#spirituality

Finding Renewal in a Time of Grief

“Nobody ever died of discomfort, yet living in the name of comfort has killed more ideas, more opportunities, more actions, and more growth than everything else combined.” ~ T. Harv Eker

I just reread this quote several times. “Nobody ever died of discomfort …” That actually offers me comfort right now, because this morning I felt like I really might die of discomfort—the discomfort of feeling so alone.

Now, I know, I know: I’m never really alone. There’s always a higher power with me, and I have family members and friends I can call anytime. But when we are in that place of loneliness, fear, sadness, and discomfort, it’s important not to try to jump right to gratitude or “positivity.” Sometimes crying and acknowledging how much things suck, or how heavy our feelings weigh on us, is the fast train to returning home to ourselves, where appreciation and gratitude occur naturally.

This morning I woke early, around 5:30. It was my first morning secluded in a rental house with a single project: write my book. The book is a workout guide for the spirit that will help readers get fit on the inside, and it’s due to my publisher in three months. Today, I was scheduled to write the first chapter, on spiritual stretching. The premise of the chapter is that stretching our spirit—expanding our comfort zone—is critically important to spiritual fitness, and that everything we’ve ever wanted is just on the other side of “comfy.” We can’t change our lives unless we’re willing to stretch beyond what we’ve known up to this point. Little did I know when I planned the book how much stretching we’d all be doing when I wrote that chapter!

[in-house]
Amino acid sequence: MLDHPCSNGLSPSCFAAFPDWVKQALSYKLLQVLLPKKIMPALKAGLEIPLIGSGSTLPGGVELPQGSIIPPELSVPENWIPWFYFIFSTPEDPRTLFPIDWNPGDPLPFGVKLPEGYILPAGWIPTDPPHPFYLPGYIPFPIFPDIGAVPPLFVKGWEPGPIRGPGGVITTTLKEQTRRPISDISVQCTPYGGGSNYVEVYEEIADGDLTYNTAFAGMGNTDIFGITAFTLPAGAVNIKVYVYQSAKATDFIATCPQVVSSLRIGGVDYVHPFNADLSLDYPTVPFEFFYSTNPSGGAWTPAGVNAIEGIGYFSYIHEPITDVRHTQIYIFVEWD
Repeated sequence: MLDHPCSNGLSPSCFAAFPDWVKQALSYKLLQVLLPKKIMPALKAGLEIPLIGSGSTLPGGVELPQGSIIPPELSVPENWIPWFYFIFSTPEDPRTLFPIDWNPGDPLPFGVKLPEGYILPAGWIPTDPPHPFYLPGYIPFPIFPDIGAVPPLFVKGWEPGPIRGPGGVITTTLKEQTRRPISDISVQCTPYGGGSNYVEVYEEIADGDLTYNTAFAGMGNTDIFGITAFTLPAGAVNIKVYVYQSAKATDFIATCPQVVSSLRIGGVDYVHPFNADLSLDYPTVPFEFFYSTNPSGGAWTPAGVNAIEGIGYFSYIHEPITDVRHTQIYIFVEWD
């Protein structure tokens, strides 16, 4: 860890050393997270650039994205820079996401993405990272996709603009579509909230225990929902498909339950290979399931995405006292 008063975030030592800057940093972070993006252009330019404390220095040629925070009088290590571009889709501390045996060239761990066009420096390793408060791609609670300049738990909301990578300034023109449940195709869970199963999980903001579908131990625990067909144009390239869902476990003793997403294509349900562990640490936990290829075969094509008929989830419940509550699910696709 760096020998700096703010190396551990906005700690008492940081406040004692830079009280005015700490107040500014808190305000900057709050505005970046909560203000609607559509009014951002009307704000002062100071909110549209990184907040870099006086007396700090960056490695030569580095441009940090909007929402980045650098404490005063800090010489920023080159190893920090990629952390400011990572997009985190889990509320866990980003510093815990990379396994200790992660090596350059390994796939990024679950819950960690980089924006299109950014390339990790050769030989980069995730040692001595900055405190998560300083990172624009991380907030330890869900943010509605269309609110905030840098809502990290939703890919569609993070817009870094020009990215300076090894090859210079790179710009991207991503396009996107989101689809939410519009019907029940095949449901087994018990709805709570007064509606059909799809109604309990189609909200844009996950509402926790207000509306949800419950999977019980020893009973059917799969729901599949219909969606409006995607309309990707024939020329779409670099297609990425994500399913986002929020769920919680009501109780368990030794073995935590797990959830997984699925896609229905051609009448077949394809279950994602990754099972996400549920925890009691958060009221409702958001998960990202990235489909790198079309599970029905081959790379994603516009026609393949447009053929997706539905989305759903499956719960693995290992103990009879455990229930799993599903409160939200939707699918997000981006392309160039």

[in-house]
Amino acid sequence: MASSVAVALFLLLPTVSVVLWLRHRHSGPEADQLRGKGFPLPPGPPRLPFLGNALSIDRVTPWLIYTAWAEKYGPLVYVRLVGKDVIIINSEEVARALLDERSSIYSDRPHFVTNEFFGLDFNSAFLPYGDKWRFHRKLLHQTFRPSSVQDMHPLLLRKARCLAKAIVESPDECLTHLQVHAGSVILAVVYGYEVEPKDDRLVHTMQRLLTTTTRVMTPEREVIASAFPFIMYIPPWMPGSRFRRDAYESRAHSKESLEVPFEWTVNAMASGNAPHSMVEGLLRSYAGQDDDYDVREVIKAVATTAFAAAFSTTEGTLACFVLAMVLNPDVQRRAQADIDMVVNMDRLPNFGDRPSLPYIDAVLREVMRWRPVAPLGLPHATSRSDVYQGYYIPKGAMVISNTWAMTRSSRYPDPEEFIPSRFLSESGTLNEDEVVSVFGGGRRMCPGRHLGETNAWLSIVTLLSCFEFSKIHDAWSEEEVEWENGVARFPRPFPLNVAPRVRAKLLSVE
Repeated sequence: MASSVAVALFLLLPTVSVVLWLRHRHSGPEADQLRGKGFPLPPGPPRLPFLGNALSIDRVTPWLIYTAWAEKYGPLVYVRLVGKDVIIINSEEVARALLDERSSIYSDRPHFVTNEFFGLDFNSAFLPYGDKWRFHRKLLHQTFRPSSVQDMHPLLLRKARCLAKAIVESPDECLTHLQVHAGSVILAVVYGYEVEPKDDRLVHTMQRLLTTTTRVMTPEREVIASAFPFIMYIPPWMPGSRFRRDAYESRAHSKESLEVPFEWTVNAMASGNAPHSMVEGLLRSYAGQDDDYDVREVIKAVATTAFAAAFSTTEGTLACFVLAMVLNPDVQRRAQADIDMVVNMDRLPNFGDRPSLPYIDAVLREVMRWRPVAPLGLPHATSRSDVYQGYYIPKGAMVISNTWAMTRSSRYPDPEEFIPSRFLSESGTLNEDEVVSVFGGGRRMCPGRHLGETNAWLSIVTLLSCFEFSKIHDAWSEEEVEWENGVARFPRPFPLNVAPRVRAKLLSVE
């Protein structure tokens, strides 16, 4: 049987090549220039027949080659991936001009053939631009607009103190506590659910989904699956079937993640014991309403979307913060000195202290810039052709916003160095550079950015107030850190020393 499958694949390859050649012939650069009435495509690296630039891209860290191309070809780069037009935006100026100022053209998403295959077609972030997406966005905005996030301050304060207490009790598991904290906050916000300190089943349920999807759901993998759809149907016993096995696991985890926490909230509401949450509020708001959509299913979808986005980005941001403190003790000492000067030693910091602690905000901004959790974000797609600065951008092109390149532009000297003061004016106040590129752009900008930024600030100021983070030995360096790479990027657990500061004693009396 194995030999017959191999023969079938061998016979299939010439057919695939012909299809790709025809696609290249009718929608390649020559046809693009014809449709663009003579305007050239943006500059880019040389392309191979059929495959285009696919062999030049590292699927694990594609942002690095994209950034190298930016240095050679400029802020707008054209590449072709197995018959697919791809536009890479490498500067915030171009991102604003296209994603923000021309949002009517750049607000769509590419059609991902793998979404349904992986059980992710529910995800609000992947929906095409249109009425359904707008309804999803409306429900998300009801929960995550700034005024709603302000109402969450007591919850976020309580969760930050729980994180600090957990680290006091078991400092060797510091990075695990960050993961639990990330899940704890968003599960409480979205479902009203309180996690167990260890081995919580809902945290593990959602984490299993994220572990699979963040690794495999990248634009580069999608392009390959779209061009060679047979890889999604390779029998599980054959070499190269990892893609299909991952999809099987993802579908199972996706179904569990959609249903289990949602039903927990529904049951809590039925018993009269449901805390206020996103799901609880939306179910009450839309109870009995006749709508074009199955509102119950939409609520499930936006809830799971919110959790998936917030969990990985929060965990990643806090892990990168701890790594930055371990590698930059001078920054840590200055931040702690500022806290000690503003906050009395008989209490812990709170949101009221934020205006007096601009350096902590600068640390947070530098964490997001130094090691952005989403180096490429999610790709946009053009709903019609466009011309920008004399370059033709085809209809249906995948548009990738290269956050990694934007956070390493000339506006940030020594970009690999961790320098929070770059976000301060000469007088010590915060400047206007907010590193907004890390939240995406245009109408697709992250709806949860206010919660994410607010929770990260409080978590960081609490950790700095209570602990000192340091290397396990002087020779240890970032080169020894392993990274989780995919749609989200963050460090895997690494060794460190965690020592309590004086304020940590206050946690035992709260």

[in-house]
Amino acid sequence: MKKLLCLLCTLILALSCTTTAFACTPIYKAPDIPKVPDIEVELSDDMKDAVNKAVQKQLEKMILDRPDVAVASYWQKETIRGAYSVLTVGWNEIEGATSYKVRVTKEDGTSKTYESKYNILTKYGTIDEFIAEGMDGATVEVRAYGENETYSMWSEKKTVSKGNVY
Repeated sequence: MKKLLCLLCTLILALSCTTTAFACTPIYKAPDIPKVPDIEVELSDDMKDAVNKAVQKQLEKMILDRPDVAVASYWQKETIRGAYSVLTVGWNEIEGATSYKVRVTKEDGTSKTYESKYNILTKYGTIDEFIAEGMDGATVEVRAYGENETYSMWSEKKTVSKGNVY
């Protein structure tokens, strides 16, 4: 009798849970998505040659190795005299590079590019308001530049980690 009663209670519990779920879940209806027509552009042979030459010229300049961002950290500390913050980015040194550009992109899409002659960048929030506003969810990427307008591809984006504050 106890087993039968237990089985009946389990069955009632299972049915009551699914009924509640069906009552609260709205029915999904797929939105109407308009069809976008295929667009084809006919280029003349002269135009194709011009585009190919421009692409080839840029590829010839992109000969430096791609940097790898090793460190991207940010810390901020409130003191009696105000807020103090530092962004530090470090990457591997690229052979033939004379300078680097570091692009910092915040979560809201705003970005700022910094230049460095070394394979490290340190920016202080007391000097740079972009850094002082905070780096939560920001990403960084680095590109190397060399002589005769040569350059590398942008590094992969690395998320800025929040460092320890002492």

I’d rented a lake house in the Berkshires to focus on writing, away from NYC noise and the distractions of home. But what I could not anticipate when I booked this house months ago was that I (and you!) would be a month into quarantine due to the COVID-19 pandemic—and, as a result, that I’d already be feeling so completely alone and isolated from humankind. (I normally live alone in an apartment just outside Manhattan.)

I’ve been sleeping way more than usual this past month, and when I wake up, I don’t feel refreshed and ready to take on the world. I feel like going back to bed. I feel lethargic.

This discomfort I think we are all feeling is grief.

Grief is like this virus, in that it dictates how long the discomfort will last. There’s no amount of positive thinking that can just make it “go away.” Sure, our mental disposition and spiritual exercises absolutely help with how we manage, heal and respond. But ultimately, the sooner we can accept that this is and will continue to be a challenging time, the sooner we can start feeling like ourselves again. This is what I am learning.

But as I lay in bed until about 8:30 this morning, the discomfort started taking over. And so I decided to take charge. To begin with, I named my discomfort. Now, we’re often advised to name our feelings as a way of acknowledging them, but I like to do this with a little twist: I “named” my discomfort Debbie, and then tried to remind Debbie that I was in charge, not her. In my head, I heard one of my favorite speakers and authors, Dr. Susan David, saying, “We own our emotions, they don’t own us,” and I wondered if Susan ever gets visits from Debbie. I’m sure she does.